Tag Archives: History

With much joy, I introduce Laura Libricz, #RRBC’s “Spotlight” Author!

Natalie Ducey

I am thrilled to welcome Laura Libricz, Rave Reviews Book Club “Spotlight” Author, on today’s stop of her blog tour.  Laura is an amazing, supportive member of RRBC who generously promotes fellow authors. I consider it an honour to shine the “Spotlight” on her today.

With much joy, I introduce Laura Libricz!

Author Pic

Welcome to Day 1 of my #RRBC “SPOTLIGHT” Author Blog Tour. I’d like to thank my host and the RRBC for this great honor. To kick off this blog tour, I’d like to talk about writing!

Everything that happens in my writing happens for a reason! Just like that moment while watching a B-rated horror flick on TV. The heroine hears spooky sounds coming out of the basement. The music rises and her footsteps slow as she walks towards the basement door. Her hand reaches for the knob and everyone in the room shouts, “Don’t do it!”

We wonder how she could be so…

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Magic Me a Meal #history #food

book promo 3 square kitchen lores

What’s for dinner tonight?

Have a look in the pantry, see what you have, what you’re hungry for, and throw together something delicious. There’s a German idiom for just this situation that goes: schnell ein Essen zaubern! And that more or less means: magic me a meal! Let’s go back to the 17th century, specifically in Franconia, Germany: the absence of mod-cons, the hardship and toil and war, and eating whatever one is offered. How can we make a days-old leg of mutton or an old rabbit and some shriveled root vegetables edible let alone taste good? Magic me a meal!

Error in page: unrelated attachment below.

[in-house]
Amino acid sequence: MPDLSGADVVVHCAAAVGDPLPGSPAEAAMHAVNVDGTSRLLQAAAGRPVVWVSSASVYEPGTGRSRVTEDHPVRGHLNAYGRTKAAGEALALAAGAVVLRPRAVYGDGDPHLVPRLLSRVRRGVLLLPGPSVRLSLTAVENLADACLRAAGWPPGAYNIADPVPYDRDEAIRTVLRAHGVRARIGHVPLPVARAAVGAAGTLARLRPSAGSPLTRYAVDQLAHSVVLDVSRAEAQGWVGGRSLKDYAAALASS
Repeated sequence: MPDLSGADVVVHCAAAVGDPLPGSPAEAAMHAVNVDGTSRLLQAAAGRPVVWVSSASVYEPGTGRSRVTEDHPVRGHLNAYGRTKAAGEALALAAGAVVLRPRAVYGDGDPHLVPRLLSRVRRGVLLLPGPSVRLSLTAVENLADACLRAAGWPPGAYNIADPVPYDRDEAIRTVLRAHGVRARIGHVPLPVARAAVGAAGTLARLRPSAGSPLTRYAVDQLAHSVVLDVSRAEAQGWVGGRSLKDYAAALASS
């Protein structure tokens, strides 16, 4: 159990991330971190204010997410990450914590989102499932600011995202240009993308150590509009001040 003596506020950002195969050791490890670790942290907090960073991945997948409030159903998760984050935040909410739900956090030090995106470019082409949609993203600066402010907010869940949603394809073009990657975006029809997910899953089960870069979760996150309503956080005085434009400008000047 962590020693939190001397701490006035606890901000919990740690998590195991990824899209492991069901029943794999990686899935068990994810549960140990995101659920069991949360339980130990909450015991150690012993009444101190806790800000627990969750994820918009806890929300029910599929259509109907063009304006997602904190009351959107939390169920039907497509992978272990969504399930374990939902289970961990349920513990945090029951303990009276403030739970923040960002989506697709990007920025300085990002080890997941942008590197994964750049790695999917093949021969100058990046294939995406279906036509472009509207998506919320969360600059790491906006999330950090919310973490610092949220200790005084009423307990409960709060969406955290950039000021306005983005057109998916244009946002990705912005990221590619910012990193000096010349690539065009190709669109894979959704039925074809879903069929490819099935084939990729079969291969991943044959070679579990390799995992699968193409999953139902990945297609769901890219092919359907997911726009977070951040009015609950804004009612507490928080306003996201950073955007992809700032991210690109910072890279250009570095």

Before we even think of cooking, we have to get this kitchen warm. Unfortunately, we used all the wood during the night because it was chilly and we have to find more wood. And if the fire went out altogether, we need either some embers from another fire or some dried straw, a flint stone, and a knife to get one going. Lug the firewood, light the fire, sit by until it’s burning. Once the fire is going we need water. The buckets are empty. Lug the water from the well, enough to cook with, and for whatever else we may need water for.

Looking in the cellar, I have carrots, onions, and some parsley root that has been stored in dry sand since September. They have shriveled up but they aren’t rotten. Once they are cooked they’ll taste good. A skinned wild rabbit has been hanging here for two days. It smells a bit gamey but it still looks useable. The cellar has a constant temperature summer and winter. (If I had a thermometer, it would probably be around 8° C or 45° F.) We still have some winter apples. These apples store nicely and are also a bit shriveled. In the garden I can dig up a horseradish root. Some kale is still standing in the garden because the spring hasn’t been that warm yet. Kale can stay out in the garden all winter.

We are lucky enough to have a master who is a traveling merchant, so we have pepper and cinnamon. And salt. We would die without salt. Not only does the body need salt to function, we need salt to preserve food. Last autumn, we dried salted deer meat and carp meat. We used all the grain last week and won’t have any more for another week or more. All we have left is old dried bread and ground acorns. The wine is sour but it actually tastes good in the cooking. The chickens have finally started laying again now that it’s spring so we have eggs. Lots of eggs. And the goat is still giving milk.